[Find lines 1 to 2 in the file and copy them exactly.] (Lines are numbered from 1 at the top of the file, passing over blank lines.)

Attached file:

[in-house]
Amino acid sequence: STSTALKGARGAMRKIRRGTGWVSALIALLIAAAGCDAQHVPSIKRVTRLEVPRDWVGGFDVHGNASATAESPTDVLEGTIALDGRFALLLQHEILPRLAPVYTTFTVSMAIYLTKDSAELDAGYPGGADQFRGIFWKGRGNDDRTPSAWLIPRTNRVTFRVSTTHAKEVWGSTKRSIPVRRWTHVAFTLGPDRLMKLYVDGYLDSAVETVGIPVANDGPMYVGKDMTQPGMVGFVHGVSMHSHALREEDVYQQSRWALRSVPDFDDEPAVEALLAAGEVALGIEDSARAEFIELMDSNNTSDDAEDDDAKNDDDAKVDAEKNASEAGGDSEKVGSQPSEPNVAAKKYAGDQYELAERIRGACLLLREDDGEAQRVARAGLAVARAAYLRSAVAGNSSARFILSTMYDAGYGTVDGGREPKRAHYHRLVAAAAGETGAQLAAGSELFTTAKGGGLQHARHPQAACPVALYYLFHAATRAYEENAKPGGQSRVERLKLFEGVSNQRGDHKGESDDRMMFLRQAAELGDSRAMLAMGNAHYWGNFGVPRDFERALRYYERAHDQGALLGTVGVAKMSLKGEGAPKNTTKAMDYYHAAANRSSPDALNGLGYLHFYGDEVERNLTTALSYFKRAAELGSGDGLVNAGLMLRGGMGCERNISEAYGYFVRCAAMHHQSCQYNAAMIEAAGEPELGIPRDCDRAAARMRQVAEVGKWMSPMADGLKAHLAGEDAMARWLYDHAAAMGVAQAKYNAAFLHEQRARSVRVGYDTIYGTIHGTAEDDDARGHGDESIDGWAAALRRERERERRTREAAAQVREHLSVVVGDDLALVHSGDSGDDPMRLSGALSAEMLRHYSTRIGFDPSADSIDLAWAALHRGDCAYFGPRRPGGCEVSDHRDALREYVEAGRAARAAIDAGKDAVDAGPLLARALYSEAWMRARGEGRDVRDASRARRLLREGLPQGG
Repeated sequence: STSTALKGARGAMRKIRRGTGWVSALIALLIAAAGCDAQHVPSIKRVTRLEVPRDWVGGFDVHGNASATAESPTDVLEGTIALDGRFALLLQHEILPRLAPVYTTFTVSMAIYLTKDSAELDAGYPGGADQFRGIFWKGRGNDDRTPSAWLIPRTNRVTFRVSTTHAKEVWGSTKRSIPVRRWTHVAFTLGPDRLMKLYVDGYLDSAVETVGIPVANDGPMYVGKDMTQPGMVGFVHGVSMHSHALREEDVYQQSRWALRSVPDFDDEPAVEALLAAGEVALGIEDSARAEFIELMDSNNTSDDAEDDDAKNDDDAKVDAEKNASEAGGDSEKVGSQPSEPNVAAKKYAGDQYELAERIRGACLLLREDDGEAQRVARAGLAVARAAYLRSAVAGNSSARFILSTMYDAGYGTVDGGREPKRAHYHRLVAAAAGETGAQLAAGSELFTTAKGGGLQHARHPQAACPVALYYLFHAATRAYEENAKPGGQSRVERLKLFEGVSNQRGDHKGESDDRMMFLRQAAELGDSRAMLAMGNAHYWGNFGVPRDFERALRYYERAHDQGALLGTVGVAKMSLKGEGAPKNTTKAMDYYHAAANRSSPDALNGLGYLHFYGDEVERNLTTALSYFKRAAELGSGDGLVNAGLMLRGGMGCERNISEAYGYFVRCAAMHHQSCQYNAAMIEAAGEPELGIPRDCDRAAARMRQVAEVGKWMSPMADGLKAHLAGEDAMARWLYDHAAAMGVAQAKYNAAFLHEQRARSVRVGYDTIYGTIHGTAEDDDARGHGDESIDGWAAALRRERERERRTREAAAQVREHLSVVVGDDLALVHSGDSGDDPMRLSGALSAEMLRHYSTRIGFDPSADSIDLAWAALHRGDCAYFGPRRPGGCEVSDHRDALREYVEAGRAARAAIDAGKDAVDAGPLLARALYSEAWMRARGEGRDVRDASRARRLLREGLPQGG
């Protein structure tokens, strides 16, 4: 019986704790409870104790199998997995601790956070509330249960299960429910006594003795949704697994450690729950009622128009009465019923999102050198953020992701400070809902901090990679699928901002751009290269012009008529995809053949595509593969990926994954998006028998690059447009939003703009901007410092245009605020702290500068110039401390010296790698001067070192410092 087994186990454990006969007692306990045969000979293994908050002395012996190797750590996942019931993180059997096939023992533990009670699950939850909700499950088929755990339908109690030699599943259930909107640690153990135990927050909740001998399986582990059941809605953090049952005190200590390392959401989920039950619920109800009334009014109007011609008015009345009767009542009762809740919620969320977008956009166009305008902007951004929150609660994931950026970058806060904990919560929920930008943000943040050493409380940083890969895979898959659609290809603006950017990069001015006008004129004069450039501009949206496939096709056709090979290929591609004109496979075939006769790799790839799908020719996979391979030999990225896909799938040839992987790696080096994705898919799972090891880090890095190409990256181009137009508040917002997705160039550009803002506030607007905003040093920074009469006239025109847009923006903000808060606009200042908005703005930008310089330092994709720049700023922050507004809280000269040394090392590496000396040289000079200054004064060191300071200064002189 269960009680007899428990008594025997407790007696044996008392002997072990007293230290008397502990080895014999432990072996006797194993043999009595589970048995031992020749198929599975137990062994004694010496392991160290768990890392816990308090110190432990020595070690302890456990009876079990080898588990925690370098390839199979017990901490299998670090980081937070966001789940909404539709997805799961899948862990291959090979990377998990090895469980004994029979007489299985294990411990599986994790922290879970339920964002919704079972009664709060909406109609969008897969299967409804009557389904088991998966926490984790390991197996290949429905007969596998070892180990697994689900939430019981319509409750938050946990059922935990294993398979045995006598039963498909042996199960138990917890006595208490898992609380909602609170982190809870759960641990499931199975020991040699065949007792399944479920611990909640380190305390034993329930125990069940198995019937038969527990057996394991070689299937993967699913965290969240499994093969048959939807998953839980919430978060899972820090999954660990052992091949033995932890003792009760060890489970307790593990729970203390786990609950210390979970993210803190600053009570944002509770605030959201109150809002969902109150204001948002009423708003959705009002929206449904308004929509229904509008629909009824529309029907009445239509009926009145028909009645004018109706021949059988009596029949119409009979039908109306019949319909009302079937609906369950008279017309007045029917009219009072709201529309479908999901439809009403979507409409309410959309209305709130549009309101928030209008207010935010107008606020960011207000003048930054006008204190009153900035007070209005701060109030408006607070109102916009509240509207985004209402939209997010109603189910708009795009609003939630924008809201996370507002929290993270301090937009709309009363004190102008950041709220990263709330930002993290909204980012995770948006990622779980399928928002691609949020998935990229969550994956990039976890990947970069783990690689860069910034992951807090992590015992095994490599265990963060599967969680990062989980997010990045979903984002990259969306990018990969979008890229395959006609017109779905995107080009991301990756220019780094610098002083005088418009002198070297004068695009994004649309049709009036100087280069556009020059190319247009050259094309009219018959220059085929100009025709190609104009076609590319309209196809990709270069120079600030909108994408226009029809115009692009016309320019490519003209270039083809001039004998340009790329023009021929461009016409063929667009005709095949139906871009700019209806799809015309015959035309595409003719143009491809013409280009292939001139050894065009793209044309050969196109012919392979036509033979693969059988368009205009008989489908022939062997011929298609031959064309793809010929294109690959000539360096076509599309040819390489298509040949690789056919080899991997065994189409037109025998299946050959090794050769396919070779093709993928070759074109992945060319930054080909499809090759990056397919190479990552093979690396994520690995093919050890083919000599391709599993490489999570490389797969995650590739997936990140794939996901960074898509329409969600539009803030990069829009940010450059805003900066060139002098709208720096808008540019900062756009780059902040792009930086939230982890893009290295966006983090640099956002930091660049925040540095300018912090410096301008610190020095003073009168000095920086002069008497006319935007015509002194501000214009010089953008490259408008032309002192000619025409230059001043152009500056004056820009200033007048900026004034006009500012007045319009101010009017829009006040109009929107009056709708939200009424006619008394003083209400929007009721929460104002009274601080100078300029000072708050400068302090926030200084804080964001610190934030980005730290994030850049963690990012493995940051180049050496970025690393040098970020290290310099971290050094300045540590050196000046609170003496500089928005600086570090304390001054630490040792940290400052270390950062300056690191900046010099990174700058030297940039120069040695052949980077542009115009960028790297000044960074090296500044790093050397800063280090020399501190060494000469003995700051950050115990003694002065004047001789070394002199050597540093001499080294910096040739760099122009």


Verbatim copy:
[in-house]
Amino acid sequence: STSTALKGARGAMRKIRRGTGWVSALIALLIAAAGCDAQHVPSIKRVTRLEVPRDWVGGFDVHGNASATAESPTDVLEGTIALDGRFALLLQHEILPRLAPVYTTFTVSMAIYLTKDSAELDAGYPGGADQFRGIFWKGRGNDDRTPSAWLIPRTNRVTFRVSTTHAKEVWGSTKRSIPVRRWTHVAFTLGPDRLMKLYVDGYLDSAVETVGIPVANDGPMYVGKDMTQPGMVGFVHGVSMHSHALREEDVYQQSRWALRSVPDFDDEPAVEALLAAGEVALGIEDSARAEFIELMDSNNTSDDAEDDDAKNDDDAKVDAEKNASEAGGDSEKVGSQPSEPNVAAKKYAGDQYELAERIRGACLLLREDDGEAQRVARAGLAVARAAYLRSAVAGNSSARFILSTMYDAGYGTVDGGREPKRAHYHRLVAAAAGETGAQLAAGSELFTTAKGGGLQHARHPQAACPVALYYLFHAATRAYEENAKPGGQSRVERLKLFEGVSNQRGDHKGESDDRMMFLRQAAELGDSRAMLAMGNAHYWGNFGVPRDFERALRYYERAHDQGALLGTVGVAKMSLKGEGAPKNTTKAMDYYHAAANRSSPDALNGLGYLHFYGDEVERNLTTALSYFKRAAELGSGDGLVNAGLMLRGGMGCERNISEAYGYFVRCAAMHHQSCQYNAAMIEAAGEPELGIPRDCDRAAARMRQVAEVGKWMSPMADGLKAHLAGEDAMARWLYDHAAAMGVAQAKYNAAFLHEQRARSVRVGYDTIYGTIHGTAEDDDARGHGDESIDGWAAALRRERERERRTREAAAQVREHLSVVVGDDLALVHSGDSGDDPMRLSGALSAEMLRHYSTRIGFDPSADSIDLAWAALHRGDCAYFGPRRPGGCEVSDHRDALREYVEAGRAARAAIDAGKDAVDAGPLLARALYSEAWMRARGEGRDVRDASRARRLLREGLPQGG